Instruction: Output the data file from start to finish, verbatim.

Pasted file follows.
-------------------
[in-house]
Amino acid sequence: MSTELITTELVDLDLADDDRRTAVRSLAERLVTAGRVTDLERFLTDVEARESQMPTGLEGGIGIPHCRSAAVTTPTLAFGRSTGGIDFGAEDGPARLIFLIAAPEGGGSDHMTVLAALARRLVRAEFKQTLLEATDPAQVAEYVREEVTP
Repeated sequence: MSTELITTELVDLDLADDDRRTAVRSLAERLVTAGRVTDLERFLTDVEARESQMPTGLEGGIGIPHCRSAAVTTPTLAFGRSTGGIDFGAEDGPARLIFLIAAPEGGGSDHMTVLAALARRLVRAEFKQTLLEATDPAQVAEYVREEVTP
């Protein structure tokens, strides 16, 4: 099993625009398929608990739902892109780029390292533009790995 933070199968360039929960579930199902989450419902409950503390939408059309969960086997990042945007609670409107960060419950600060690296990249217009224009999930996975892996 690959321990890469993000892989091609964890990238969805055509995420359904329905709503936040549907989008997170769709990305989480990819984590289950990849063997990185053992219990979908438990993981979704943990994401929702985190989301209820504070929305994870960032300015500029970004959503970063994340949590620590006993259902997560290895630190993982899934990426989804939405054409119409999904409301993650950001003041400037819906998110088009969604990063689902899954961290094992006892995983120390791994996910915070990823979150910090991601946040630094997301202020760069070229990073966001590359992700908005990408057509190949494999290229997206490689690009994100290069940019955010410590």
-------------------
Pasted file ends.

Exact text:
[in-house]
Amino acid sequence: MSTELITTELVDLDLADDDRRTAVRSLAERLVTAGRVTDLERFLTDVEARESQMPTGLEGGIGIPHCRSAAVTTPTLAFGRSTGGIDFGAEDGPARLIFLIAAPEGGGSDHMTVLAALARRLVRAEFKQTLLEATDPAQVAEYVREEVTP
Repeated sequence: MSTELITTELVDLDLADDDRRTAVRSLAERLVTAGRVTDLERFLTDVEARESQMPTGLEGGIGIPHCRSAAVTTPTLAFGRSTGGIDFGAEDGPARLIFLIAAPEGGGSDHMTVLAALARRLVRAEFKQTLLEATDPAQVAEYVREEVTP
């Protein structure tokens, strides 16, 4: 099993625009398929608990739902892109780029390292533009790995 933070199968360039929960579930199902989450419902409950503390939408059309969960086997990042945007609670409107960060419950600060690296990249217009224009999930996975892996 690959321990890469993000892989091609964890990238969805055509995420359904329905709503936040549907989008997170769709990305989480990819984590289950990849063997990185053992219990979908438990993981979704943990994401929702985190989301209820504070929305994870960032300015500029970004959503970063994340949590620590006993259902997560290895630190993982899934990426989804939405054409119409999904409301993650950001003041400037819906998110088009969604990063689902899954961290094992006892995983120390791994996910915070990823979150910090991601946040630094997301202020760069070229990073966001590359992700908005990408057509190949494999290229997206490689690009994100290069940019955010410590």